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Kidney Failure

Kidney Failure: What is it, Symptoms, Diagnosis, Causes and Risk Factors and More | Singapore General Hospital

Kidney Failure - What it is

The kidneys are a pair of bean-haped organs in the back of the body. Each kidney is attached to the bladder, which is a distensible bag that collects urine. The kidneys make the urine, which flows downward through two tubes called the ureters, and collects in the bladder.  Kidneys that function normally keep in balance many things in the body by altering the composition of urine that they produce.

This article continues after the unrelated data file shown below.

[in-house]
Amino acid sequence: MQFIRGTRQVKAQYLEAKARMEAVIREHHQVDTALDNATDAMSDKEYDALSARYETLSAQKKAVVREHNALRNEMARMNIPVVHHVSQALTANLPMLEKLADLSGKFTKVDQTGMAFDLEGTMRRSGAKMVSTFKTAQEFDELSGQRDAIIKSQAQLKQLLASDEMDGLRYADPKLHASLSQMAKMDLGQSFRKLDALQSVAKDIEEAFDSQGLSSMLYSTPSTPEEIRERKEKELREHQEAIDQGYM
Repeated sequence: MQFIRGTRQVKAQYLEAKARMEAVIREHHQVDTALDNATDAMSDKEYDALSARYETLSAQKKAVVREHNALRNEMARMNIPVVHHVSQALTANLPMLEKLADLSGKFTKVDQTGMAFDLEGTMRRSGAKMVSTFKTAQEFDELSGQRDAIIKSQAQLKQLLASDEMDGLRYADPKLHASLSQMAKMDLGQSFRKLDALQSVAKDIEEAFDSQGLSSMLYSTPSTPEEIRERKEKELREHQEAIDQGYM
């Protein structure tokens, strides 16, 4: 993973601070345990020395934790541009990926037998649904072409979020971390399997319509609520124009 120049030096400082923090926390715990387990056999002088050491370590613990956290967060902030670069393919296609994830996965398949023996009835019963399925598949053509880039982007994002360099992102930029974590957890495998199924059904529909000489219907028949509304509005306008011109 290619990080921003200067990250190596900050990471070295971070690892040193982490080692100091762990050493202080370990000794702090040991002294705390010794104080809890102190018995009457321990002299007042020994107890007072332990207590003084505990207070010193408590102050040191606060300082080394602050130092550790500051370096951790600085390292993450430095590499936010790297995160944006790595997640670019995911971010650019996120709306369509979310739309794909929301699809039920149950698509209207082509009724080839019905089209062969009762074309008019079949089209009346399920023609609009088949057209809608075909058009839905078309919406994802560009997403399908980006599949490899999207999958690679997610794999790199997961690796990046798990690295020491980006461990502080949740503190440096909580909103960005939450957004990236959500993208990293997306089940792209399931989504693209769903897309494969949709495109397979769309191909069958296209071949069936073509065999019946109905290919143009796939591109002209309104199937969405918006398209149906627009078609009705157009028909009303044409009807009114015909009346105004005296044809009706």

The kidneys:

  • control the amount of salt and water in the body.
  • get rid of many waste products of the body in the urine.
  • enable the body to form adequate blood cells by producing a substance called erythropoetin.
  • regulate and maintain the health of the bones.
  • control the acid levels in the body as well as many other minerals and salts of the body.


Given the large number of roles the kidneys play in maintaining a person's health, it is easy to see how many symptoms can develop among patients with kidney failure. The kidneys are critical for survival; without them, patients develop multiple problems. These may range from excessive fluid retention, breathlessness, sleeplessness, a poor appetite and high blood pressure.

Kidney Failure - How to prevent?

Kidney Failure - Preparing for surgery

Kidney Failure - Post-surgery care

Kidney Failure - Other Information

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